As usual, I'm not sure what my next post will be - possibly about my first encounters in 2017 with damselflies.

Thank you for dropping by.


  1. Replies
    1. Thank you, Anne. I hope that all is well with you - - Richard

  2. Always lovely to see your Little Owl posts, I hope they have a good breeding season this year, would love to have them down here in the South, Morden Bog would be ideal, plenty of Oak trees and there is farm land, plenty of food I would think. I realise nesting holes could be a problem if there are no holes anywhere for them to nest.

    1. Thank you, Lin - my fingers are forever crossed for the welfare of these delightful birds. It does seem that there is a dearth of Little Owls in Dorset, with Portland (where you have already had sightings) being the main (only?) location.

      Witth my best wishes - - - Richard

  3. Wow any room in the car boot for the trip to the Outer Hebrides, sounds great.
    Cracking owl images Richard. I fear my Barn Owl sitings have been similar

    1. It's not the room in the car boot I'm worried about, Doug, but the space for a third person in the bed. I'm not sure that Lindsay would appreciate it!

      Thanks for your kind words - - Richard

  4. I am glad to see this "re-dedication" to these owls, Richard! Your record for this species over the years is truly remarkable and should be the subject of a self-published book one day. I cannot think of anyone in all my birding circles over the years who has had this single-minded devotion to a species. I suspect that John should receive a little of the credit too. I hope to be reading about Little Owls and viewing your often superb pictures for many years to come. The whole ornithological community owes you a tremendous vote of thanks. Bravo!

    1. Thank you for your very kind words, David, which I don't feel at all worthy of. In reality, my contribution is a very minor one. Whilst I am a Little Owl enthusiast, and my knowledge on the subject of these birds is probably a bit more than that of the average birder, I don't consider myself to be as actively dedicated to this species (particularly in the matter of furthering their welfare - by provision of nest boxes, for example) as many other people are. If I was a younger person, with more stamina, the situation might be different. As it stands, I feel that the best I can do is to spread the word via my talks (and occasionally through this blog), and to submit the data.

      My love to you both - - - Richard

  5. The Little Owl has put you under it's spells, fantastic photography Richard.

    1. It certainly has - thank you, Bob!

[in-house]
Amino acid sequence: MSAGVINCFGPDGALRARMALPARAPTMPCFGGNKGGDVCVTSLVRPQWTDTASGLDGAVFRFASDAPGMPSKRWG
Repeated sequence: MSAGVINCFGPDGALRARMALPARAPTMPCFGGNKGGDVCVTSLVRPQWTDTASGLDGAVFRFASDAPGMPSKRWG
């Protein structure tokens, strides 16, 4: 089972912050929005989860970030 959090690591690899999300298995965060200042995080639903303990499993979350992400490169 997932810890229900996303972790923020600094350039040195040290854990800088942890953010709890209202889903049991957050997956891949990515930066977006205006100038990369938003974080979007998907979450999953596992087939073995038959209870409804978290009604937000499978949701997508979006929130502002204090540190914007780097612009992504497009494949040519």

6. Hi Richard and another wonderful post of our delightful little pals. The last but one image against the darkening sky is my favourite. See you soon, John

    1. Thank you, John. I hope all is well at your end so we can have our afternoon out tomorrow. Best wishes - - - Richard

  7. Great to see that the Little Owls are doing well,they certainly brighten up a dull day,superb captures Richard.
    They safe and well.

    1. Thank you for your kind words, John. I'm keeping my fingers crossed for a season in which the Little Owls bounce back towards the position that the population was in just a few years ago.

      My best wishes to you and Sue - - Richard

  8. Hello Richard,
    I really enjoy your LO's posts, I hope you will spot more nesting sites but maybe they are more numerous than you'd think, well hidden into forest areas....
    As you say, we grow older by the years and full dedication to a species is an enormous job.
    Keep up the good work of observing and recording, it is - and will - be very useful for ornitho people.
    Keep well, warm regards to both of you and enjoy your weekend :)

    1. Sorry to be so late replying, Noushka - I've been busy preparing a new talk (which will include dragons and damsels).

      Thank you for your kind words, which are much appreciated.

      I hope you have a wonderful week ahead of you. Take good care - - - Richard

  9. I am delighted that David gave you a prod :-)
    Love the photos of the Little Owl but somehow the Barn Owl is still my favourite. I have seen both here but never managed a photo. The latter has flown so close to me leaving the neighbour's barn that its feathers actually just touched my cheek, a magical experience.
    Keep well and have a good weekend, Diane

    1. Thank you, Diane. I'm rather glad that David's there to keep an eye on me. ;D

      Sorry I'm so late in replying. I've been busy putting a talk together.

      There's nothing like a Barn Owl brushiing one's cheek as it passes - I too am lucky enough to have experienced this in similar circumstances.

      Have a great week With my best wishes - - Richard

  10. Hello Richard, You did again a great job and I am glad David gave you a push to make this great blog. Have to read your other blogs so for now thank you.

    1. Thank you, Roos, for your kind words. I've not replied before now as my head has been elsewhere on developing a talk.

      I'm now off to reply to your other recent comments on some of my earlier posts!

      With my best wishes - - - Richard

  11. Hello Richard ,
    As always a super fun with you to look
    Great pictures
    Greetings Frank

    1. Thank you for your kind words, Frank.

      With best wishes - - Richard

  12. Hi Richard,
    I totally smell when I see these beautiful little owls ♥♥
    I can not get enough of it either. Great. You've been able to make a fantastic series. I also see a barn owl and this is hard to photograph. I enjoyed these beautiful owls.

    Best regards, Helma

    1. Hi Helma - I suspect that something got lost in the translation in your first sentence!

      Thank you for dropping by. With my best wishes - - - Richard

  13. Hi. Thanks for your visit to my blog. Your photos are really great.

    best regards Matti

    1. Thank you, Matti. Best wishes - - - Richard